The main purpose of introduction in a research paper of any discipline is to justify the reasons why you made a decision to write on your topic. Your goal is not to just introduce your topic to the reader and provide a general overview of previously conducted research on the topic, but to grab your reader’s attention and make him put aside everything he planned to just read your paper.
What’s the most typical mistake students make right at the beginning of their research paper writing? That’s right! They don’t have the slightest idea how to identify their own hypothesis, so, they end up using some trite phrases people are sick of. As the result, they never reach the desired effect and… fail!
So, to make a long story short, never start your paper of significance with the phrases like:
And so on and blah-blah-blah! What you’re required to do is to make a short description to the point of the research question. What kind of phenomena you have directed all your energies at? Why have you spent so many sleepless nights?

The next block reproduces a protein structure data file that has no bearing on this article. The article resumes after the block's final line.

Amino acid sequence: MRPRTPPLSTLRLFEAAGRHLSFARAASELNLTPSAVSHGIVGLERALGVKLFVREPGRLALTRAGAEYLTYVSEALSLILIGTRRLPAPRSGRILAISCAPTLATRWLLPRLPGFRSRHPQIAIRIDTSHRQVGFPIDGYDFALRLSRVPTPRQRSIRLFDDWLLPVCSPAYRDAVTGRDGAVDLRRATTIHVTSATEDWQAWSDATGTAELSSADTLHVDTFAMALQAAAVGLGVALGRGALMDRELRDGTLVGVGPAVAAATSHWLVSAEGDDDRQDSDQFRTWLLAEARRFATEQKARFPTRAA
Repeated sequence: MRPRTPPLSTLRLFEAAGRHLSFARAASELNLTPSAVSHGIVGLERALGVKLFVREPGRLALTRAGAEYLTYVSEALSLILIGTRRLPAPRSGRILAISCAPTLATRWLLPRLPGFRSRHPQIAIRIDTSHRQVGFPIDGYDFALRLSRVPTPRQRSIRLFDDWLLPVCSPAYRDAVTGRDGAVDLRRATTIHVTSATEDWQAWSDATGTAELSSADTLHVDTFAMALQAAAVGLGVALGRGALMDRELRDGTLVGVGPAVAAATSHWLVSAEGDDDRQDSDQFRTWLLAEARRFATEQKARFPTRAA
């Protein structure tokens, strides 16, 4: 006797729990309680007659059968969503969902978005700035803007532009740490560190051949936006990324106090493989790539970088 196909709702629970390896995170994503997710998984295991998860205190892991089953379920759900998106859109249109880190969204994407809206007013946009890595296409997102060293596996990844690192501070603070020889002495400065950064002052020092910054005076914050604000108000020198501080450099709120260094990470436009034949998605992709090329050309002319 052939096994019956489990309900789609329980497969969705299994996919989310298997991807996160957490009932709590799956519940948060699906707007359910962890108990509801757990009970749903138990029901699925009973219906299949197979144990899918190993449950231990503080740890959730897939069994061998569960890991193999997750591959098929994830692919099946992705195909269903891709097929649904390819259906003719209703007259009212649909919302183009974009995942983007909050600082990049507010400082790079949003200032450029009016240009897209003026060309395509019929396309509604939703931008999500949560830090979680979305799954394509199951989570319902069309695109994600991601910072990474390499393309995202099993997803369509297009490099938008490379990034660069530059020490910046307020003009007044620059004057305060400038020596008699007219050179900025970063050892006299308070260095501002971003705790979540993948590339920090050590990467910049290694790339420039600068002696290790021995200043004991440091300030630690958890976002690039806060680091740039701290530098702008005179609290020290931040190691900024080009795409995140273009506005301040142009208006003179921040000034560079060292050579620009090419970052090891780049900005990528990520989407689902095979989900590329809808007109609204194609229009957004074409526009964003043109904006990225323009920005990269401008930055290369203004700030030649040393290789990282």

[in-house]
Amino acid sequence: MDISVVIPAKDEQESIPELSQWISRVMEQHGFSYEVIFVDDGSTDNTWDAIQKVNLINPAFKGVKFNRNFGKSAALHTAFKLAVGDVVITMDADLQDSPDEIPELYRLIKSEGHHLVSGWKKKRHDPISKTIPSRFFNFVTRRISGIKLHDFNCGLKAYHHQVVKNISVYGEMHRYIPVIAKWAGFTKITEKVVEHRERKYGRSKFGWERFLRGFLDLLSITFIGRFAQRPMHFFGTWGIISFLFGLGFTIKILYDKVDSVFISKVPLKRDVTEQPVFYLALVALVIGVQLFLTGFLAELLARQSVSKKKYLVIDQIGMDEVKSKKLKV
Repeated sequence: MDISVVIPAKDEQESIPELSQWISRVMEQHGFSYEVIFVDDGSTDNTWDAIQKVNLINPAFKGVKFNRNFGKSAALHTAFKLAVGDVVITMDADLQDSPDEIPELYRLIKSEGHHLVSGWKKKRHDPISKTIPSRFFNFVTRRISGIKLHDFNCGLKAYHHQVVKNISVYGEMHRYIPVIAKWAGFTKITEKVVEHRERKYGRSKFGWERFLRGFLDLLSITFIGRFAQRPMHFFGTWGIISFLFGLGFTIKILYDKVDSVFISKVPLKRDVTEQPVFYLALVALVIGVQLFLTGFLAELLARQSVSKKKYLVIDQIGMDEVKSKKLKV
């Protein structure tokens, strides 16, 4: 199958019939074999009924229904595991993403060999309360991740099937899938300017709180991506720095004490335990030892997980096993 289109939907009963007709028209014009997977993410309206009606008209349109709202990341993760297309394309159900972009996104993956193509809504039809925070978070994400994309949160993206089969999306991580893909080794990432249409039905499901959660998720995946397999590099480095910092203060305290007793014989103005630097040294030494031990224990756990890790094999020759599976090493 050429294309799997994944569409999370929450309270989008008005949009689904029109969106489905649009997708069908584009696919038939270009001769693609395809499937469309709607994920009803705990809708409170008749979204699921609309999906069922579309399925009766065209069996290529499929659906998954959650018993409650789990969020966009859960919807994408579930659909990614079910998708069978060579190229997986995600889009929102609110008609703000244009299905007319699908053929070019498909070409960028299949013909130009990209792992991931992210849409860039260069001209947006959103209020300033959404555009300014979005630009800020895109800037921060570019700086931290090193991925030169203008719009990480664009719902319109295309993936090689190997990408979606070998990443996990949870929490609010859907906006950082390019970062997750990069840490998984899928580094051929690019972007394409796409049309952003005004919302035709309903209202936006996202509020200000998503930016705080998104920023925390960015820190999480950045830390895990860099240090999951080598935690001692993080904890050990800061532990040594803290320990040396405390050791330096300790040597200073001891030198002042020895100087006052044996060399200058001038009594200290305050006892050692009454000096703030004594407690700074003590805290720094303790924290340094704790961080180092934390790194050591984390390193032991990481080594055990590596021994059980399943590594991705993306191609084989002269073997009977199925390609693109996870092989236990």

Next task you should accomplish to move to the next level is to provide a complete summary of previously done research that is linked to the topic you’ve picked. In other words, before you start working on this summary, you should research your topic in detail. To do so, look for appropriate and reliable sources among journal articles, books from local library and Internet pages. Let’s take a closer look at the process. You’ve found a number of journal databases. Select one of them. For instance, your fate is to deal with psychology and your choice fell on “Therapeutic Processes for Communication Disorders” by Robert J. Fourie. Once you have got knowledge from it, take a look at the reference section in order to find more useful literature to avail of. Don’t forget to take notes from the articles to make certain you know where you take this or that information. Make a simple note, which should include the name of the author, journal title, the publication date to help you keep track of all the materials you’ve used.
Once you’ve done with summarization of previously conducted research on your topic, point out the areas where, you personally believe, the research is flawed. In other words, you should show your reader where and why you are going to meet a lack. For instance, if you’re working on developmental written-expression disorders, you may know that there are no known ways to prevent it. You’re not required to invent cure and get a Nobel Prize, but you can point out what is missing from previously done studies and find out what questions weren’t answered before. At the end of the introduction, provide your personal hypothesis and explain what you expect to find out in your experiment.